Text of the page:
strong army, and have conquered several states he will not be able to defeat
Licchavis so long as they adhere to the said noble policies. It is also an
indirect advice to king Ajatasattu that it is in order having an army but that
army will not be able to conquer people with virtuous qualities. It was also an
indication to Ajasattu that he too should be a righteous king with an army where
no other king could defeat him, by adhering to the said policies which will not
lead a society to decline. These policies are referred to as 'saptha
aparihani dhamma' and they are as follows:
Soldiering was accepted by
the Buddha as a noble profession.The soldier was known as " Rajabhata."
Buddha did not permit rajabata to become monks whilst in service as a
Once Sidhartha Gauthama's
father, king Suddhodana came to Buddha and complained,
"Gauthama Buddha, my
son, when you were the most suitable for the throne of a Sakvithi King, you left
all of us and became a monk. Then you insulted me by begging for meals, walking
house to house along the streets in my own town. The relatives laughed at me and
they insulted me. Now you are trying to destroy my Army."
" Why " the Buddha
asked. " What has happened to your great Army, my father."
Then the king
answered," Can't you see, my soldiers are deserting the army one by one and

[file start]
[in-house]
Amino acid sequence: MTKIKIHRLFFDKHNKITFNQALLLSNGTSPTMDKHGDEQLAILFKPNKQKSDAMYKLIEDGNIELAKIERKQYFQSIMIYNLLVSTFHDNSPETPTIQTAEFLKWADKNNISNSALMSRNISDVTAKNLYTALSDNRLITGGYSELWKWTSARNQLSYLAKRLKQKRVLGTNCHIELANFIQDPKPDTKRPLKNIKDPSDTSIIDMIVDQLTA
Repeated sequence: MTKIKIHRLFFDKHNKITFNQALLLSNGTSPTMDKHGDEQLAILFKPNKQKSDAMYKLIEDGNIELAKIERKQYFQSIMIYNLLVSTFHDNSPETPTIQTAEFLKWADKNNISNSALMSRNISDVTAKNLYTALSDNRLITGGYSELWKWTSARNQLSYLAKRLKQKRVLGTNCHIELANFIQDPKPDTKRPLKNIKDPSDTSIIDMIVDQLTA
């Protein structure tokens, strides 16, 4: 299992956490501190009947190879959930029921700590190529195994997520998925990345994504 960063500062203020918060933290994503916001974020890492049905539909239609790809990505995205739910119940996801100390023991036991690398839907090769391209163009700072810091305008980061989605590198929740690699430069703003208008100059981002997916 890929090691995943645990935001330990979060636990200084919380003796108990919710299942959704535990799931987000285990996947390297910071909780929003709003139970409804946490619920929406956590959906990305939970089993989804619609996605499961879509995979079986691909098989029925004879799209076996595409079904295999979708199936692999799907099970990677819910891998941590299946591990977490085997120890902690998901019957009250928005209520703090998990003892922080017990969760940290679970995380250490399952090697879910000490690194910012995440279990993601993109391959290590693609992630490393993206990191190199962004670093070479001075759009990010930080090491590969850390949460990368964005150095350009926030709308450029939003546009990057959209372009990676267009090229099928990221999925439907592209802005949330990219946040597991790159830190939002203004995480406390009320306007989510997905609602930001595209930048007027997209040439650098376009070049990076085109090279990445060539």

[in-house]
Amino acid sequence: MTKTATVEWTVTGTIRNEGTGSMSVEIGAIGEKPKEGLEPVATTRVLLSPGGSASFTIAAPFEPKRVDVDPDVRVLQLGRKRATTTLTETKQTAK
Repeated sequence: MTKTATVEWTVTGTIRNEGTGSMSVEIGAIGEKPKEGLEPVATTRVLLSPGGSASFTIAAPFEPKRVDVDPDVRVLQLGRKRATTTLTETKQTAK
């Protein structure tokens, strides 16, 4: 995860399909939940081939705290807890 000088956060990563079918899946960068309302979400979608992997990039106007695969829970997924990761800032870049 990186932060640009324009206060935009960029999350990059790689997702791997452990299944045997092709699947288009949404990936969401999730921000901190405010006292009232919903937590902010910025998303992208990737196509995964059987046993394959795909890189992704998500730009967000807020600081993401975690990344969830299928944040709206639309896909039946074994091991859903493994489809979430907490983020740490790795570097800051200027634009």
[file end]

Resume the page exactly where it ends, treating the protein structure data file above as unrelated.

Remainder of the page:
joining your group as monks."
" why are they becoming
monks, great king and why are they leaving the Army." Asked Buddha.
" Can't you see "
the king answered. " They know that when they become monks they get free
food, free clothes, free accommodation and respected by all."
Buddha smiled and requested
the king to go back to the Palace and said that he will settle the issue. Buddha
then promulgated a law ( Vinaya ) for the monks to the effect that, No
soldier could become a monk whilst in military service. This law is
still valid to date. Accordingly even today unless a soldier is legally
discharged from the army or unless a soldier retires legitimately, he is NOT
ordained as a monk and will not be accepted into the order of monks. This
ensures that soldiers do not desert the army even to join the Buddhist order.
Further in terms of the
Vinaya ( the code of conduct for monks) monks permitted to visit the battle
field but they were ordered to return before the sunset. Permission was also
given to visit the injured relatives in the battlefield.
Further whilst the
expressly referred to five occupations as unrighteous Soldiering is not included
The Buddha once describing
the qualities of a good monk, compared those to the essential qualities of a
good king to be as follows:
Once at the city of Savatti,
Buddha describing five types of monks in comparison to the five types of
soldiers in the world, (A.iii, duthiya yodhajeevupama sutta )
classified the soldiers as follows:-
Similarly in ' patama
yodhajeevacupama sutta' Buddha explains five types of soldiers or warriors.
When the Buddha recognized a
strong army as an essential requirement of the king he was also aware that the
Commander in Chief of the Army was also the king of the country and that a
strong Army four main divisions, then known as 'the caturangani sena',